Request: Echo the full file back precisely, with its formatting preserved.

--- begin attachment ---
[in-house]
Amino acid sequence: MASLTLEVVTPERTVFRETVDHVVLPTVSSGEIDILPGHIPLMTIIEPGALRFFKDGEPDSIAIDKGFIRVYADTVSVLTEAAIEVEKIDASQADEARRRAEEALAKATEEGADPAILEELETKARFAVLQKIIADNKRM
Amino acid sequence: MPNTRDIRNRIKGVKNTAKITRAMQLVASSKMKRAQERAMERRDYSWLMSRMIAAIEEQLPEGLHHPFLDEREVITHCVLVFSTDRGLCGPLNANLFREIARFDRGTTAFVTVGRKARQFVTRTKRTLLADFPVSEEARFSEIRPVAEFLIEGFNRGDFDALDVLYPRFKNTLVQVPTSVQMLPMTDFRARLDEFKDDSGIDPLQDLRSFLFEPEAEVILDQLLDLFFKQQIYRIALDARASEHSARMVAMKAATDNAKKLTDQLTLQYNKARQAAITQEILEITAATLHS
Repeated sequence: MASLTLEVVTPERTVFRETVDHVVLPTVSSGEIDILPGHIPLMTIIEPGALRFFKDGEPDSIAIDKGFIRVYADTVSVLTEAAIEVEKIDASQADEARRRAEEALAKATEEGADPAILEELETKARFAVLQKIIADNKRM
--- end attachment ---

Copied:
[in-house]
Amino acid sequence: MASLTLEVVTPERTVFRETVDHVVLPTVSSGEIDILPGHIPLMTIIEPGALRFFKDGEPDSIAIDKGFIRVYADTVSVLTEAAIEVEKIDASQADEARRRAEEALAKATEEGADPAILEELETKARFAVLQKIIADNKRM
Amino acid sequence: MPNTRDIRNRIKGVKNTAKITRAMQLVASSKMKRAQERAMERRDYSWLMSRMIAAIEEQLPEGLHHPFLDEREVITHCVLVFSTDRGLCGPLNANLFREIARFDRGTTAFVTVGRKARQFVTRTKRTLLADFPVSEEARFSEIRPVAEFLIEGFNRGDFDALDVLYPRFKNTLVQVPTSVQMLPMTDFRARLDEFKDDSGIDPLQDLRSFLFEPEAEVILDQLLDLFFKQQIYRIALDARASEHSARMVAMKAATDNAKKLTDQLTLQYNKARQAAITQEILEITAATLHS
Repeated sequence: MASLTLEVVTPERTVFRETVDHVVLPTVSSGEIDILPGHIPLMTIIEPGALRFFKDGEPDSIAIDKGFIRVYADTVSVLTEAAIEVEKIDASQADEARRRAEEALAKATEEGADPAILEELETKARFAVLQKIIADNKRM